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DIAMOND and his mother sat down upon the edge of the rough grass that bordered the sand. The sun was just far enough past its highest not to shine in their eyes when they looked eastward. A sweet little wind blew on their left side, and comforted the mother without letting her know what it was that comforted her. Away before them stretched the sparkling waters of the ocean, every wave of which flashed out its own delight back in the face of the great sun, which looked down from the stillness of its blue house with glorious silent face upon its flashing children. On each hand the shore rounded outwards, forming a little bay. There were no white cliffs here, as further north and south, and the place was rather dreary, but the sky got at them so much the better. Not a house, not a creature was within sight. Dry sand was about their feet, and under them thin wiry grass, that just managed to grow out of the poverty-stricken shore.

"Oh dear!" said Diamond's mother, with a deep sigh, "it's a sad world!"

"Is it?" said Diamond. "I didn't know."

"How should you know, child? You've been too well taken care of, I trust."

"Oh yes, I have," returned Diamond. "I'm sorry! I thought you were taken care of too. I thought my father took care of you. I will ask him about it. I think he must have forgotten."

"Dear boy!" said his mother. "your father's the best man in the world."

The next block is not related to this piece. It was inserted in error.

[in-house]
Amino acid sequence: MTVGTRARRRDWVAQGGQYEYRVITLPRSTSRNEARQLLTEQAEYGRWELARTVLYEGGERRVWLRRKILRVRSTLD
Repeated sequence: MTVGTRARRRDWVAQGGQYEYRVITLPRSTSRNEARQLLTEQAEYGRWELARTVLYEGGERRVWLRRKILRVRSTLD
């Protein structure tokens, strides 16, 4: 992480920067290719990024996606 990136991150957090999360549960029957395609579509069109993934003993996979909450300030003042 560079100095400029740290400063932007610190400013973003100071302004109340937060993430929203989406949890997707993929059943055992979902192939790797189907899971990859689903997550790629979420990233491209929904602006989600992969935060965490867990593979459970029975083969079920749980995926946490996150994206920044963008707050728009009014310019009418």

"So I thought!" returned Diamond with triumph. "I was sure of it!--Well, doesn't he take very good care of you?"

"Yes, yes, he does," answered his mother, bursting into tears. "But who's to take care of him? And how is he to take care of us if he's got nothing to eat himself?"

"Oh dear!" said Diamond with a gasp; "hasn't he got anything to eat? Oh! I must go home to him."

"No, no, child. He's not come to that yet. But what's to become of us, I don't know."

"Are you very hungry, mother? There's the basket. I thought you put something to eat in it."

"O you darling stupid! I didn't say I was hungry," returned his mother, smiling through her tears.

"Then I don't understand you at all," said Diamond. "Do tell me what's the matter."

"There are people in the world who have nothing to eat, Diamond."

"Then I suppose they don't stop in it any longer. They--they-- what you call--die--don't they?"

"Yes, they do. How would you like that?"

"I don't know. I never tried. But I suppose they go where they get something to eat."

"Like enough they don't want it," said his mother, petulantly.

"That's all right then," said Diamond, thinking I daresay more than he chose to put in words.